Does failing to disclose that you were once a leader in the “Axis of Evil” deserve retraction?
An engineering journal has pulled a 2017 paper whose authors included Mahmoud Ahmadinejad, former president of the Islamic Republic of Iran.
Ahmadinejad, the notorious anti-Semitic and anti-West president of Iran from 2005 to 2013, was a civil engineer before entering politics — and remained active in the field while serving in government. But his failure to note his old day job appears to have cost him a paper in the electronic edition of the Institute of Transportation Engineers (ITE) Journal. Continue reading Engineering journal removes article co-authored by former president of Iran
According to the retraction notice, the editors-in-chief of the Journal of Occupational Medicine and Toxicology concluded that the article had been published in another journal—In Vitro Cellular & Developmental Biology – Animal—the previous month. The authors, however, did not agree to the retraction.
The research, led by Ali Khavanin, who is based at Tarbiat Modares University in Tehran, Iran and is corresponding author on both papers, evaluated whether the vibrations from industrial machinery can harm hearing in rabbits (1, 2).
But the paper’s corresponding author disputes that claim, arguing that the first author — a radiologist, who has since passed away, provided a crucial diagnosis in this case. We’ve tried to track down the doctors who lodged a complaint about the paper, alleging they were “actually involved in the original patient treatment,” but have so far been unsuccessful.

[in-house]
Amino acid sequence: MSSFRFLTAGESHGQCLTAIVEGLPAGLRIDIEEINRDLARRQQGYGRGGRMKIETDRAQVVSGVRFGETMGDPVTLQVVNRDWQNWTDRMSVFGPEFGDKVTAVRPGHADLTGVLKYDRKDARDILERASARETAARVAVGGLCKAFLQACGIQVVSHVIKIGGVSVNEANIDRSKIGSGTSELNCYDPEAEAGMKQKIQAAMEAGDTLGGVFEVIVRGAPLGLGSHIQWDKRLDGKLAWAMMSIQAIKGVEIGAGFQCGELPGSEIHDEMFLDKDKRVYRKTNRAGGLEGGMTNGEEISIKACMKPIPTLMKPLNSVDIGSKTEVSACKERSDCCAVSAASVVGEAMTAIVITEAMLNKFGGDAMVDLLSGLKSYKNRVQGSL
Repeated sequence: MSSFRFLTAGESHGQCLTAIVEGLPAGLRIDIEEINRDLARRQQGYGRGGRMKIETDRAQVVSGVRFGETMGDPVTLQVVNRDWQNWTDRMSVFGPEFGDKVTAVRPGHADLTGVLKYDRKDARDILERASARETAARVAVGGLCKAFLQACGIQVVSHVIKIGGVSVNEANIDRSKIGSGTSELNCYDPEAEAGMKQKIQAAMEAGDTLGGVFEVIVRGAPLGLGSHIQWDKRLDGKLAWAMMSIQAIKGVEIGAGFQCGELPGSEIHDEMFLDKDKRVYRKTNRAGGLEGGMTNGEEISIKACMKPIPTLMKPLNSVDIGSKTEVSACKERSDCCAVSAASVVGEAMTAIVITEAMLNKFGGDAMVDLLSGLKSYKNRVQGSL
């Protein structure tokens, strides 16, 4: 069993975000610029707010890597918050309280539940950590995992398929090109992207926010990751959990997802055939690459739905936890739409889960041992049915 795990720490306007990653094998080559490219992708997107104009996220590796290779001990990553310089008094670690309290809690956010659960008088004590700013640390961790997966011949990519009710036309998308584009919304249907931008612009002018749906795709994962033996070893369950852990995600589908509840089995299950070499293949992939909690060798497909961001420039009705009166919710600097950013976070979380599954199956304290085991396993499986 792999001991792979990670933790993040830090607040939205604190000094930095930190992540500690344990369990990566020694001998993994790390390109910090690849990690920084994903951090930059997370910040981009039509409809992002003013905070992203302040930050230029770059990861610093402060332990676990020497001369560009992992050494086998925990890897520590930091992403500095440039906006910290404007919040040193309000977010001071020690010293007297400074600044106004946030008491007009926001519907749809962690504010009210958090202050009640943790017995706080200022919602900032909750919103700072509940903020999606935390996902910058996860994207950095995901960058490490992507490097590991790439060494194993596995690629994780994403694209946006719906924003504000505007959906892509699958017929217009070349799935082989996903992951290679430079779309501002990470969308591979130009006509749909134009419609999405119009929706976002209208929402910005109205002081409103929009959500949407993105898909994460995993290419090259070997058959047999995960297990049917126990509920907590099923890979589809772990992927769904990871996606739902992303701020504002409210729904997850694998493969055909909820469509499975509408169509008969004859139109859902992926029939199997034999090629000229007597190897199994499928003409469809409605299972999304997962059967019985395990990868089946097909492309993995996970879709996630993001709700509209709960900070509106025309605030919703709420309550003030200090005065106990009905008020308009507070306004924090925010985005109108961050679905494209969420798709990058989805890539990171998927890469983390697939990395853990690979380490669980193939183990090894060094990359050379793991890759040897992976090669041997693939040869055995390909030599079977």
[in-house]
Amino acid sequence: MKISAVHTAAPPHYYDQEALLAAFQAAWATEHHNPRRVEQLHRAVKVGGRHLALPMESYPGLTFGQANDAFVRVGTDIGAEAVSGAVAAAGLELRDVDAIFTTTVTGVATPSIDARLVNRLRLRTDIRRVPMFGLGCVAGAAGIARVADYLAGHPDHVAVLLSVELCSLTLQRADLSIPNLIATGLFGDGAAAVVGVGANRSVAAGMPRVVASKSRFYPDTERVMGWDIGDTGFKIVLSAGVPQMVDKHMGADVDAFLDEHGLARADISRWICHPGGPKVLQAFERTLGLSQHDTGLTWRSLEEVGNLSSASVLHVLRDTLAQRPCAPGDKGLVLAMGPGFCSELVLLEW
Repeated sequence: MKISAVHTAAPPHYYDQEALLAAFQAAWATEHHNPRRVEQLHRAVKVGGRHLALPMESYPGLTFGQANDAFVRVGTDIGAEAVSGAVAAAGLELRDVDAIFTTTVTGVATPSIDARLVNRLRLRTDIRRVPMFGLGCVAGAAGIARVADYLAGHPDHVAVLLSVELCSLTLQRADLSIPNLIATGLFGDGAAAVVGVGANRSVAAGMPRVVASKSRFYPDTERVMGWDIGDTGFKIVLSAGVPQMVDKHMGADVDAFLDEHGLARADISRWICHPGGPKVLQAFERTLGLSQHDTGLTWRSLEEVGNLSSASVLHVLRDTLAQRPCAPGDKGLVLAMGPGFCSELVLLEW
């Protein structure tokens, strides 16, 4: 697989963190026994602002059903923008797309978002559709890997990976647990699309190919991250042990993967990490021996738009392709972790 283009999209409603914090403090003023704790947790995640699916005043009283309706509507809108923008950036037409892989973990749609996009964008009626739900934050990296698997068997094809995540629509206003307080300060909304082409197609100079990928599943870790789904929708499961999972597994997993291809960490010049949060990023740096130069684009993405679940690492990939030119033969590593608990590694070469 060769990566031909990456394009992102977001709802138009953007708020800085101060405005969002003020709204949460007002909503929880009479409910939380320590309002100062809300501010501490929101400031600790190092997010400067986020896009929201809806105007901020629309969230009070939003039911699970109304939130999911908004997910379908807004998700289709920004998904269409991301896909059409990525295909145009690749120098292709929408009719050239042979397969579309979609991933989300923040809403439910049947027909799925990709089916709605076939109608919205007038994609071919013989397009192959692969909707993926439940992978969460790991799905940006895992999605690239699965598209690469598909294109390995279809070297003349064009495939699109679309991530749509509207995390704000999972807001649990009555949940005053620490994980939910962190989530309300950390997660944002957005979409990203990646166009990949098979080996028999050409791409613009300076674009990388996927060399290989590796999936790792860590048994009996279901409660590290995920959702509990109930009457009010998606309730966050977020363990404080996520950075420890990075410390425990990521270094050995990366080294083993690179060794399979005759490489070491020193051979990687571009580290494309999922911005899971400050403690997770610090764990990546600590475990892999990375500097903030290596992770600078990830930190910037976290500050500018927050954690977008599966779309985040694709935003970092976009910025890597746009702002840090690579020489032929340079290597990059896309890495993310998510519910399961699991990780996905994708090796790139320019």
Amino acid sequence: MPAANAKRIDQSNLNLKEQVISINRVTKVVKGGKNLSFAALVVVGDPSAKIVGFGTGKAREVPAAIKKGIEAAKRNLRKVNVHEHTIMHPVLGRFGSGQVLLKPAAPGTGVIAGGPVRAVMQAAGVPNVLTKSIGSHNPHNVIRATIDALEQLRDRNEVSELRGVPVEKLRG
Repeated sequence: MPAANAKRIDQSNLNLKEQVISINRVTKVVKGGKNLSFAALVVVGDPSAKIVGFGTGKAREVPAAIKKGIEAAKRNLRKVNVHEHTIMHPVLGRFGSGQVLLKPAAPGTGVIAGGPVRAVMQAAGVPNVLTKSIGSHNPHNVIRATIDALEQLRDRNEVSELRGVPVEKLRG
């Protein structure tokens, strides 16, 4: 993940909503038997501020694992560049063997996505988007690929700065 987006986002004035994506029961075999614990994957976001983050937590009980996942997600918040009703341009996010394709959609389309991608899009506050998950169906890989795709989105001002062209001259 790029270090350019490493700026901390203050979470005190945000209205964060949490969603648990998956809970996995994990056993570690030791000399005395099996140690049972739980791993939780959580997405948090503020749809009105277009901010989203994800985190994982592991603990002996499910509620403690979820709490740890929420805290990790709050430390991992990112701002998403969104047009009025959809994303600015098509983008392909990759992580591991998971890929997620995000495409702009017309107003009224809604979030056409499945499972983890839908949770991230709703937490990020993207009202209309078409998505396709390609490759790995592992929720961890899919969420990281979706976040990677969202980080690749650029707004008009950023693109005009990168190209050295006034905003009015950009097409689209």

The paper describes an unfortunate accident during which a man fell from his tractor and stabbed himself in the eye on part of the machine. Initially, doctors could not locate the eye and “believed it to have been completely destroyed,” and discharged the patient after seven days. One week later he was back, complaining of headaches — and doctors found the eye embedded deep inside the skull, intact.
According to the retraction notice, issued by the Journal of Neuro-Ophthalmology, an investigation by a university in Iran determined the doctors who initially described the case didn’t have the right to do so: Continue reading When a tractor stabs a man in the eye, who gets to write up the case report?
A material science journal has retracted a paper after learning the authors took most of the content from a master’s thesis – and added the author as a co-author without his knowledge.
The authors must have really liked this thesis – they lost another paper in 2015 for copying from the same document.
Both retracted articles were co-authored by three researchers in the Department of Civil Engineering at Shahid Rajaee Teacher Training University in Tehran, Iran. The first author, Saeed Ghaffarpour Jahromi, serves as the University’s Dean of Faculty in the School of Civil Engineering.
Simon Hesp, a professor in the Department of Chemistry at Queens University in Kingston, Ontario, told Retraction Watch that he had notified both journals about the plagiarism when he recognized the thesis of Benjamin James Smith, who was a master’s student in his lab from 1998 to 2000. Hesp told us: Continue reading Lesson not learned: Researchers copied a master’s thesis — twice